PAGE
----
He goes to recount the story of the “Miracle on the Hudson,” when, in January 2009, Captain Chesley B. “Sully” Sullenberger landed a disabled flight with 155 people on board on the icy waters of the Hudson River. Sullenberger attributed the successful landing to the adherence to the checklists in place, and the team effort of all the flight crew. But that wasn’t the message the media wanted to portray. They wanted a story of heroism and daring, not of adherence to procedure and protocol.
As described in a New York Times review, “The book’s main point is simple: no matter how expert you may be, well-designed checklists can improve outcomes.”
With that in mind, what are some ways we can use checklists to improve outcomes in our work?
I work as a Professional Services Trainer at Evisions. In advance of leading an Argos training, we go through a readiness checklist with each client. Some of the items on our checklist include:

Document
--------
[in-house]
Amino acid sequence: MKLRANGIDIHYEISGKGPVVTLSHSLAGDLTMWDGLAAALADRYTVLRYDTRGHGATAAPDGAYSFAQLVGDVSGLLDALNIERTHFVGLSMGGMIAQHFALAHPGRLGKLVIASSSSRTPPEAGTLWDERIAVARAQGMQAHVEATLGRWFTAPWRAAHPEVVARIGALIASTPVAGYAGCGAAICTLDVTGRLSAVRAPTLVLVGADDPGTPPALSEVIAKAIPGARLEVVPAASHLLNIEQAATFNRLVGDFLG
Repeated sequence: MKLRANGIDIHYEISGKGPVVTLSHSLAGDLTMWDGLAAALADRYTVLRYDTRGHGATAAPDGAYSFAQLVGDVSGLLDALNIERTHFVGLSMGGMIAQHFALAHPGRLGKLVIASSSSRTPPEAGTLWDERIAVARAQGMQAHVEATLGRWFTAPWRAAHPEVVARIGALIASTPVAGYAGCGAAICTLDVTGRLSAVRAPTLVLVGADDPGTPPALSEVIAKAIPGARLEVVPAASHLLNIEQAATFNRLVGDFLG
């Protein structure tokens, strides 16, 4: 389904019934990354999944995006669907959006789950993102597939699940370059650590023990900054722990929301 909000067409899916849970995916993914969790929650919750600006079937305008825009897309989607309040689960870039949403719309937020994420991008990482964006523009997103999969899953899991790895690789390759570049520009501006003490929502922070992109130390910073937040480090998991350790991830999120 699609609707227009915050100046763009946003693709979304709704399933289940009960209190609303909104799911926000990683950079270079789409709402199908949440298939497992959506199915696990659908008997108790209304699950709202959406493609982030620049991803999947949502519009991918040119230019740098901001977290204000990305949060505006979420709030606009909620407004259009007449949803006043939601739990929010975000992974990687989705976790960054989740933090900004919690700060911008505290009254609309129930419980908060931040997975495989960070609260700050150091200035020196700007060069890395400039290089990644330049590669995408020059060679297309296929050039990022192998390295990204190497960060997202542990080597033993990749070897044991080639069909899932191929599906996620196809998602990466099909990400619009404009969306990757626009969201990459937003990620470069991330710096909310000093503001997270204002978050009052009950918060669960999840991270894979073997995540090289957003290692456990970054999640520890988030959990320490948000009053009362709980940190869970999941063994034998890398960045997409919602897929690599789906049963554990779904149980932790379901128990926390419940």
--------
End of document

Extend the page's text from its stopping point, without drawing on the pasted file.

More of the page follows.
- Do the learner workstations have a Windows operating system?
- Is the Evisions Application Launcher downloaded and installed?
- Do those attending have the correct role assigned in MAPS?
- Are the training materials accessible to each attendee, either electronically or printed out?
Without a readiness checklist in place, we could potentially spend half a day getting up to speed – which means less time for actual training in an already tight schedule.
Similarly, after an Argos DataBlock is created, its report query results are vetted. Yet, before reports are written or the DataBlock is released to production, I have used a development checklist to review the DataBlock for quality and consistency. Such a development checklist could look like:
- Have descriptions been included? (The Argos built-in SEARCH feature looks at the names and descriptions of DataBlocks and Reports, so consider using key words to help your end-users find what they’re looking for.)
- In the Report Query, are there aliases for the selected fields? (These will become the default column header names, so save time by naming the fields here.)